HCW without a history of HBV vaccination are requested to follow a standard HBV vaccination schedule at time points 0, 1, and 6–12 months, with a measurement of the anti-HBs titre one month after the last vaccination [10]. In less than 10 percent of HBV vaccinated individuals, no antibody response (≤10 IU/L) is seen [11]. In those cases, a second series of 3 vaccinations is usually administered with one month intervals [10]. Male gender, increased age, higher BMI, smoking, and concomitant disease are associated with this risk of non-responding [12]. In case HCW received their vaccinations at some point in the past (mostly for travel purposes), the strategies to achieve adequate anti-HBs titres differ [6]. Clinical discussions with other Dutch vaccination centres showed that some centres, including our own vaccination centre (Erasmus MC, University Medical Centre Rotterdam), administer booster vaccinations during the first visit of the vaccination clinic, while others determine the anti-HBs titres directly. After a literature search about this subject, clinical questions arose around the necessity of administering a booster vaccination and if timing of the original immunization series should impact this decision [6,8]. From August 2019 onwards, we no longer administered a booster vaccination but immediately determined the anti-HBs titre to establish the best strategy for this subgroup.
In this study, we aim to evaluate the efficacy of the HBV vaccination programme of first year medical students of the Erasmus University Medical Centre, the largest university hospital in the Netherlands, in order to ensure the best strategy for the future. First, we determined the efficacy of the vaccination policy over the past 7 years (2012–2019) after both primary HBV vaccination series and booster vaccination. Secondly, we evaluated the newly implemented policy to first test immunological memory in previously vaccinated students in order to find the best strategy to ensure protection against HBV in these future healthcare workers.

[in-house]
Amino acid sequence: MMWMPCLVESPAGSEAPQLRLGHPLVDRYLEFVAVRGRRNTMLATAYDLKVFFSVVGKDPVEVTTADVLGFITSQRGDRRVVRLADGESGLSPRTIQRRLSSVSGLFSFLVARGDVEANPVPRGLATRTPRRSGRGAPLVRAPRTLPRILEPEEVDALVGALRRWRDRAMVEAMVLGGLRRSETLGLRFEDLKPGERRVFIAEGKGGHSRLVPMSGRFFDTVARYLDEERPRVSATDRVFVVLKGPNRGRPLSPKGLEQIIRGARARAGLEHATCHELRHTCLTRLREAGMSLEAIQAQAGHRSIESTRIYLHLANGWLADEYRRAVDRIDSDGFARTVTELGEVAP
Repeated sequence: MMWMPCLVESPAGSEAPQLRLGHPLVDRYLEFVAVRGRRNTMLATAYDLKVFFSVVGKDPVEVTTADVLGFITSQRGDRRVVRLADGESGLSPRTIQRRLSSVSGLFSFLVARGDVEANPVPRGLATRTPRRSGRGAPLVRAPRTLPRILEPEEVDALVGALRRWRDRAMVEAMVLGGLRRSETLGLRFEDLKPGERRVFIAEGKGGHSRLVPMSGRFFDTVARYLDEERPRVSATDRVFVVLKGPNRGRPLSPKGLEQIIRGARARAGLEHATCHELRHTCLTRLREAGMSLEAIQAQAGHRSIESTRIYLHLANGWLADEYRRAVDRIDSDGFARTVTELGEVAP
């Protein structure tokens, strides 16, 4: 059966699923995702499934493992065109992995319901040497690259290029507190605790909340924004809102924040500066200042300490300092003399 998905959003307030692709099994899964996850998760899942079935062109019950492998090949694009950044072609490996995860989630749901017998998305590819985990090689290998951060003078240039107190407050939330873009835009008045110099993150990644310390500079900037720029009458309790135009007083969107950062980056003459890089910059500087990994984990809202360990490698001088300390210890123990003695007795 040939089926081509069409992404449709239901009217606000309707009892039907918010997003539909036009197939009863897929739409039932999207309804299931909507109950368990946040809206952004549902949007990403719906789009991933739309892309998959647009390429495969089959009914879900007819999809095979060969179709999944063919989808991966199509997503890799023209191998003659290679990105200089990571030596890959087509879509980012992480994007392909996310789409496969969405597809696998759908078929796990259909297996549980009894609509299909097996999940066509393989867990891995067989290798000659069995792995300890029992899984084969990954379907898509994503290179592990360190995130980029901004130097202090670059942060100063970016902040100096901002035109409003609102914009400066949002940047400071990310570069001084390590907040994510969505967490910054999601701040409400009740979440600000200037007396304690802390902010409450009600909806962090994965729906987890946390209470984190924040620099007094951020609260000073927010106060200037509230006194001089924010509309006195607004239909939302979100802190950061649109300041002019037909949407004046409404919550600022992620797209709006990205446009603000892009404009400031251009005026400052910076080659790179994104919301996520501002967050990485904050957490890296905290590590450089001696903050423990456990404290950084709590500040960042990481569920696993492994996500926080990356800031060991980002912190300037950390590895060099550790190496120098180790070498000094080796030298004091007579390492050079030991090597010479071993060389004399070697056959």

2. Materials and Methods

2.1. Study Setting

This study was conducted at the in-house vaccination clinic of a large university hospital in the Netherlands (Erasmus MC, University Medical Centre Rotterdam) responsible for the occupational vaccinations of all medical students. These students are vaccinated during their first year, in order to ensure adequate protection before starting their clinical internships. For the retrospective part of this study, we included all students who were vaccinated between May 2012 and November 2019 and reviewed their laboratory results. Students who did not complete their vaccination series, including titre determination; students with a known chronic HBV positive carrier status; and students with a known severe allergic reaction to any (component of) hepatitis B vaccination, have been excluded. Students were informed about the main side effects of vaccination or venipuncture in advance. Documentation regarding the students’ vaccination history was not recorded on individual level in the majority of cases. According to protocol, anti-HBs levels had been determined in all students to ensure protective titres [10]. When this titre was insufficient (≤10.0 IU/L) or low (≤100 IU/L), hepatitis B surface antigen (HBsAg) and anti-HB-core (anti-HBc) levels were determined additionally to exclude active HBV infection [10].
A new vaccination policy for previously vaccinated students has been implemented in our centre since August 2019. Before this date, students received a full vaccination series if they had not received HBV vaccinations before and were administered a booster when the vaccination series was completed more than 3 months before. After implementation of the new protocol, blood was collected from students who previously received a complete HBV vaccination series prior to eventual administration of booster dose. These students form a separate cohort in this study. Baseline characteristics (age, gender, date of last HBV vaccination, and type of HBV vaccination) were collected from both groups.
Due to the study design, this study was not subjected to review according to the Dutch Medical Research Involving Human Subjects Act (WMO). The study complied with the Netherlands Code of Conduct for Scientific Practice from the Netherlands Federation of University Medical Centres.

2.2. Vaccinations